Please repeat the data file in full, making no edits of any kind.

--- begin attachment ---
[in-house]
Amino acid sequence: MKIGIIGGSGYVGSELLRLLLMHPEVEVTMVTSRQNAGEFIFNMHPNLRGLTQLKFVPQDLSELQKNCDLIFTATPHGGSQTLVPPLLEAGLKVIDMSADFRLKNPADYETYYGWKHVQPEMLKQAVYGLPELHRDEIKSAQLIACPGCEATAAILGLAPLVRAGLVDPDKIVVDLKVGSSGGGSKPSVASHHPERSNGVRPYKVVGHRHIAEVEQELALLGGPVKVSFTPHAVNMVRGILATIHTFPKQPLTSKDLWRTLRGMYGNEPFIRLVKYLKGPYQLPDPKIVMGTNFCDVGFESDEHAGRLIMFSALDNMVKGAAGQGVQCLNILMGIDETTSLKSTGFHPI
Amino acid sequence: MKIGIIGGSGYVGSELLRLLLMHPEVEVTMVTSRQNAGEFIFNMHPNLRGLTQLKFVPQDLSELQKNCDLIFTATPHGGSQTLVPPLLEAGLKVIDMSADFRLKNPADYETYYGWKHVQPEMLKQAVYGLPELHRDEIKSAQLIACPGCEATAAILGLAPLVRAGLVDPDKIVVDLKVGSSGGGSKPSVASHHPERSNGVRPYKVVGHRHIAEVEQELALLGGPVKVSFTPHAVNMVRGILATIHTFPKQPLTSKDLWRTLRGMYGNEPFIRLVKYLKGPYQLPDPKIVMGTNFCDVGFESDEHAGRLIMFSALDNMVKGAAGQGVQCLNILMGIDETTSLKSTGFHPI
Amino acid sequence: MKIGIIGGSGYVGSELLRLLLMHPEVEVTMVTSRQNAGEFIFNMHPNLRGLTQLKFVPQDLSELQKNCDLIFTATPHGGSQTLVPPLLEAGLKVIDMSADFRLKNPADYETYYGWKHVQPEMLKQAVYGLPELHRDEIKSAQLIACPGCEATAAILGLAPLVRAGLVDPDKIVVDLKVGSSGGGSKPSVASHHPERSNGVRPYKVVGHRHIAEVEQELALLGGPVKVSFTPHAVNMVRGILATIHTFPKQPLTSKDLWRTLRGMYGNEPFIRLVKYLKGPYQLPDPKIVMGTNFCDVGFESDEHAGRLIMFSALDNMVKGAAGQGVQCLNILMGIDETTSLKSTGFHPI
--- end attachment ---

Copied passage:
[in-house]
Amino acid sequence: MKIGIIGGSGYVGSELLRLLLMHPEVEVTMVTSRQNAGEFIFNMHPNLRGLTQLKFVPQDLSELQKNCDLIFTATPHGGSQTLVPPLLEAGLKVIDMSADFRLKNPADYETYYGWKHVQPEMLKQAVYGLPELHRDEIKSAQLIACPGCEATAAILGLAPLVRAGLVDPDKIVVDLKVGSSGGGSKPSVASHHPERSNGVRPYKVVGHRHIAEVEQELALLGGPVKVSFTPHAVNMVRGILATIHTFPKQPLTSKDLWRTLRGMYGNEPFIRLVKYLKGPYQLPDPKIVMGTNFCDVGFESDEHAGRLIMFSALDNMVKGAAGQGVQCLNILMGIDETTSLKSTGFHPI
Amino acid sequence: MKIGIIGGSGYVGSELLRLLLMHPEVEVTMVTSRQNAGEFIFNMHPNLRGLTQLKFVPQDLSELQKNCDLIFTATPHGGSQTLVPPLLEAGLKVIDMSADFRLKNPADYETYYGWKHVQPEMLKQAVYGLPELHRDEIKSAQLIACPGCEATAAILGLAPLVRAGLVDPDKIVVDLKVGSSGGGSKPSVASHHPERSNGVRPYKVVGHRHIAEVEQELALLGGPVKVSFTPHAVNMVRGILATIHTFPKQPLTSKDLWRTLRGMYGNEPFIRLVKYLKGPYQLPDPKIVMGTNFCDVGFESDEHAGRLIMFSALDNMVKGAAGQGVQCLNILMGIDETTSLKSTGFHPI
Amino acid sequence: MKIGIIGGSGYVGSELLRLLLMHPEVEVTMVTSRQNAGEFIFNMHPNLRGLTQLKFVPQDLSELQKNCDLIFTATPHGGSQTLVPPLLEAGLKVIDMSADFRLKNPADYETYYGWKHVQPEMLKQAVYGLPELHRDEIKSAQLIACPGCEATAAILGLAPLVRAGLVDPDKIVVDLKVGSSGGGSKPSVASHHPERSNGVRPYKVVGHRHIAEVEQELALLGGPVKVSFTPHAVNMVRGILATIHTFPKQPLTSKDLWRTLRGMYGNEPFIRLVKYLKGPYQLPDPKIVMGTNFCDVGFESDEHAGRLIMFSALDNMVKGAAGQGVQCLNILMGIDETTSLKSTGFHPI